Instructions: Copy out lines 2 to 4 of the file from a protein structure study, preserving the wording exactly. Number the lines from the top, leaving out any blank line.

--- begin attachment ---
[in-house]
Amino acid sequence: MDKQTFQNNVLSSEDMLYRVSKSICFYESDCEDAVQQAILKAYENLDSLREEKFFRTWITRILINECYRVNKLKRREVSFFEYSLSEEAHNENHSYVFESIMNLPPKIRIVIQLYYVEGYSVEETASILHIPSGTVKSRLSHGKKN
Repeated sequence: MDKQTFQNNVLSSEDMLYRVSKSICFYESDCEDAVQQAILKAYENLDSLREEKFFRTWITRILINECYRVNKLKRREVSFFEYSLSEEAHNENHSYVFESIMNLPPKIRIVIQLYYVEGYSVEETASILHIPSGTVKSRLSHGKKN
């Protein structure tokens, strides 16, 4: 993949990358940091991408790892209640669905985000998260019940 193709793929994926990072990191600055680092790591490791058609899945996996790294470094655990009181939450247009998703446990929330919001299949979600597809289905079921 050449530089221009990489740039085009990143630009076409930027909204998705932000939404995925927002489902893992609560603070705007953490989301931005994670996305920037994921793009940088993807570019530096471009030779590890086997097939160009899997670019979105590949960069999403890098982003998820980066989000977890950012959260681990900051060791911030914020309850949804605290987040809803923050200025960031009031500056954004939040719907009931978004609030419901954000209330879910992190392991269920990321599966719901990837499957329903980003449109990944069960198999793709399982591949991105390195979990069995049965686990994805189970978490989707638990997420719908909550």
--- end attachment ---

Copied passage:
Amino acid sequence: MDKQTFQNNVLSSEDMLYRVSKSICFYESDCEDAVQQAILKAYENLDSLREEKFFRTWITRILINECYRVNKLKRREVSFFEYSLSEEAHNENHSYVFESIMNLPPKIRIVIQLYYVEGYSVEETASILHIPSGTVKSRLSHGKKN
Repeated sequence: MDKQTFQNNVLSSEDMLYRVSKSICFYESDCEDAVQQAILKAYENLDSLREEKFFRTWITRILINECYRVNKLKRREVSFFEYSLSEEAHNENHSYVFESIMNLPPKIRIVIQLYYVEGYSVEETASILHIPSGTVKSRLSHGKKN
């Protein structure tokens, strides 16, 4: 993949990358940091991408790892209640669905985000998260019940 193709793929994926990072990191600055680092790591490791058609899945996996790294470094655990009181939450247009998703446990929330919001299949979600597809289905079921 050449530089221009990489740039085009990143630009076409930027909204998705932000939404995925927002489902893992609560603070705007953490989301931005994670996305920037994921793009940088993807570019530096471009030779590890086997097939160009899997670019979105590949960069999403890098982003998820980066989000977890950012959260681990900051060791911030914020309850949804605290987040809803923050200025960031009031500056954004939040719907009931978004609030419901954000209330879910992190392991269920990321599966719901990837499957329903980003449109990944069960198999793709399982591949991105390195979990069995049965686990994805189970978490989707638990997420719908909550």